This friend of mine, a peaceable, positive thinking fellow writes of happiness and the struggle for it and the beautiful ease of it. http://www.adamjosh.com/?section=blog/happiness_is_a_choice/
And I agree with him. The happy state I acquired when my children were thrilled with the news of their upcoming end of the year school trip, obliterated my temporary dismay at the financial strain it was going to carry with it. It'll work itself out, I thought and still do. The joyful bursting feeling in my heart when I think of my family and how lucky I am to be a part of it all lessens the worry of losing them.
I was walking against the wind this morning, amid sheets of rain and snow and clinging to my umbrella as though it were shielding me from imminent death when I realized with a sigh of disgust that my shoelace had come undone. It took only a fraction of a second to realize that doing it back up while still holding the umbrella, not getting soaked by the impetuous rush of traffic at my back, and remaining upright was not a viable option. Discarding the blasted tool (which up until this point had been my friend), I bent down into the puddle forming around my waterlogged pant cuffs and began to tie the lace ferociously. At that moment, stuck immobile for what felt like eternity when I should clearly be progressing toward the warmth of home, I espied, with my little eye, something that was yellow.
Yellow? Well, that's not right, I thought, standing and resuming my stooped position behind my umbrella. It's December and well past the season of such vibrant colour, I thought absentmindedly. I wiped the droplets from my sunglasses--yes, I wore my sunglasses out into the dismal abyss this morning, perhaps to shade my irritation at having to travel outside at all--and looked again. Bright yellow, it was clearer this time. A young tree rat (squirrel in layman's terms) had perched itself upon the decorative reindeer of my neighbour's front yard and in its claws was holding half of a cob of corn. It was staring at me, unconcerned about our close proximity and my haphazard movements. Observing me studiously as if to say, 'I can dig the weather, what's your problem?'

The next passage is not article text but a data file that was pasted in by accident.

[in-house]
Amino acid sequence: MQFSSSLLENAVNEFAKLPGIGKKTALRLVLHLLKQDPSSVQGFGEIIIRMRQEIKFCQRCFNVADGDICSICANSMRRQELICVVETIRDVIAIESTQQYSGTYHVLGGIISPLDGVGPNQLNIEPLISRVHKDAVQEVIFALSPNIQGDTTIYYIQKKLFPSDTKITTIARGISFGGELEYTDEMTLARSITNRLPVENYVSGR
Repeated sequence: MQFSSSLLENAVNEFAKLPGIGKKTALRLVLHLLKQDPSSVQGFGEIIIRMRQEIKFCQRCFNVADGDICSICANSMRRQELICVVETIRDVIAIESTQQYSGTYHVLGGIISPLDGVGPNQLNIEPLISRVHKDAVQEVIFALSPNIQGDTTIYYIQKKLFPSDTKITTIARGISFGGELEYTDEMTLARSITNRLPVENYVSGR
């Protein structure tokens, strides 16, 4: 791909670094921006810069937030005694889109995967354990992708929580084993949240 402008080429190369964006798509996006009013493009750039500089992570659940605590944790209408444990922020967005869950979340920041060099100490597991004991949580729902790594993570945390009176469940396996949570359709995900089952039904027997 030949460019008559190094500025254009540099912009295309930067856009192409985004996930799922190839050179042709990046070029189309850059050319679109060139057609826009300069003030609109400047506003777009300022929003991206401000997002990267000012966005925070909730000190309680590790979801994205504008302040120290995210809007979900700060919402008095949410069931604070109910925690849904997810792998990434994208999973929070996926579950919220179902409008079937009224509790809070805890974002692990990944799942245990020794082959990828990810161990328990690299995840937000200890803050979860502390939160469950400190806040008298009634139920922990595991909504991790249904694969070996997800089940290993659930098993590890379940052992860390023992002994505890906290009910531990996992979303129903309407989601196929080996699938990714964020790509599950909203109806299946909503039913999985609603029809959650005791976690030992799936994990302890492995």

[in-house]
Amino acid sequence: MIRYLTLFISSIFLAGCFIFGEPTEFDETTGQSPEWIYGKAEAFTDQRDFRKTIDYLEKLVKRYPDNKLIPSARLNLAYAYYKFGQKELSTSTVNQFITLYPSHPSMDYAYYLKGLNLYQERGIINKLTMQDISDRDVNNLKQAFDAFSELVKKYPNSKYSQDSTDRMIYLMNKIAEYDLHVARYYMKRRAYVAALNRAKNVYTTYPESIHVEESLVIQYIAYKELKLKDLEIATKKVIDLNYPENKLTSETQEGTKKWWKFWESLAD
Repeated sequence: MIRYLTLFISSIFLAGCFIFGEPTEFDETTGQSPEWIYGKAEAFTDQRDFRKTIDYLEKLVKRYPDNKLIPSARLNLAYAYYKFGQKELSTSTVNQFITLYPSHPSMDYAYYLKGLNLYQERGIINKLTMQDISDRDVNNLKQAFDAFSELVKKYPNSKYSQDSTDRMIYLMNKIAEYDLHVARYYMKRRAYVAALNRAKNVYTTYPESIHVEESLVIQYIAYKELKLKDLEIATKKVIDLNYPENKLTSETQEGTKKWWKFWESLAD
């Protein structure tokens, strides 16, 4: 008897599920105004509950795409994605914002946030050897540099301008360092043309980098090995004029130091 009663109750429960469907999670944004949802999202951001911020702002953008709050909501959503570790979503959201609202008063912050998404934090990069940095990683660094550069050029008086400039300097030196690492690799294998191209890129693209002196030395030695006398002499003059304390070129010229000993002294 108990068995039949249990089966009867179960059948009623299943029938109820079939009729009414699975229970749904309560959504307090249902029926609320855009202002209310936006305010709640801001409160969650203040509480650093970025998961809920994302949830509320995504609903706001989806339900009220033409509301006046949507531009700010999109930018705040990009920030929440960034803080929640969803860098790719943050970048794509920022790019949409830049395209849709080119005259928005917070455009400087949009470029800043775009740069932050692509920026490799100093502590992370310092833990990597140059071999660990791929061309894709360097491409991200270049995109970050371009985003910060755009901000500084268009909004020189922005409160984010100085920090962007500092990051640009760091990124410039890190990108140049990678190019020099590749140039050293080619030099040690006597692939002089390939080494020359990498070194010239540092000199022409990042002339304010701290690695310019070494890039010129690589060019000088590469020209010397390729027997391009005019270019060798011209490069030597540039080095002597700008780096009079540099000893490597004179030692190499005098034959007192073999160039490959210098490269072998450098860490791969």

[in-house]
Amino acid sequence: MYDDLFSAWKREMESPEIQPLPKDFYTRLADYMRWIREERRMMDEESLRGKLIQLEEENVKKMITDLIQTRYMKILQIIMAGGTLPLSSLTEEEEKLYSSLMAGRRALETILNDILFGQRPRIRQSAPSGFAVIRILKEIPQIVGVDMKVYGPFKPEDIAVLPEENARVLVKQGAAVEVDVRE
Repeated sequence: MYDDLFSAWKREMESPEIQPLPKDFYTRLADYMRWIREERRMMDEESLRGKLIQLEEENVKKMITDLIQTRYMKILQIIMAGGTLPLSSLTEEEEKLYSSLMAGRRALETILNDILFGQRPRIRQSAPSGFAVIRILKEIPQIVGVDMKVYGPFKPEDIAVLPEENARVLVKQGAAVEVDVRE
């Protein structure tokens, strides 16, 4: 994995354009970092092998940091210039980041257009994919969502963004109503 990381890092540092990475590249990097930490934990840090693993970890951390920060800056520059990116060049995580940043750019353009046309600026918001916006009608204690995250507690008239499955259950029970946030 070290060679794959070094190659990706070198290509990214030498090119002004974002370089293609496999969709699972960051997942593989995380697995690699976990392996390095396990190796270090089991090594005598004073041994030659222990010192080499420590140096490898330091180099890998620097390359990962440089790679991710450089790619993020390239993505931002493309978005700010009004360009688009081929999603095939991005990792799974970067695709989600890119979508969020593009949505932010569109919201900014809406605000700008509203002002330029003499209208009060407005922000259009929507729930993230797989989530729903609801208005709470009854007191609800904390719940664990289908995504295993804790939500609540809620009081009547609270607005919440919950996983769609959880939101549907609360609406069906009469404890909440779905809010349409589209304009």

And I smiled. Oddly, I smiled while trying valiantly to hold on to a semblance of my stoic indignance at having my universe force me to tie up my shoelace in this weather, just a few houses away from the shelter of my own. Then I realized that I was amused now at my own aggravation, for I was already dripping so why not stand around for a minute to silently chat with a squirrel? These absurd thoughts and the absurd situation itself couldn't have taken more than a minute in total, but the effect it had on my mood was as consuming as though it were hours long.
After bidding Mr. Pompous, Psychic Squirrel adieu, I went on my way, and all the way home I kept thinking, I love you, untied shoelace. I love you, tree rat. Thanks for reminding me.
Happy Is As Happy Does
After a harrowing yet enlightening walk through the neighbourhood this morning, I tune into the channels of social interconnection for a moment and am delighted to face the lovely thought of happiness. It practically jumps off the page at me in light of my recent spiritual encounter. Wow, I think, great minds do think alike. I wonder, I say to myself, if the energy emanating from these happy thoughts on my screen would be as positive had my morning walk not been interrupted by a momentary bout of self-awareness. I think not. I think they would still exhibit positivity, surely, but because my lines of communication with the world and the wonder of it have been fully opened, the concept of happiness means more to me at the moment than it may have at another time.
My frequencies, at the moment are honed in to the decadence of the art of overcoming negativity. And so my secret is alive and in full throttle again. We all have moments of doubt and moments of clarity, but what is it, I wonder, that proves the significant reason in each of us that turns those moments of doubt into good, clear focus on the silver lining? I'm certain that the reason is different for everyone, but is it the same reason each time for each person? Do I have a systematic thought process engrained in my mind that is to be what pushes me up and over the mental hurdles I meet with? Is that inherent thought process, indistinguishable through wording, part and parcel of my secret? I don't know. And I really don't care!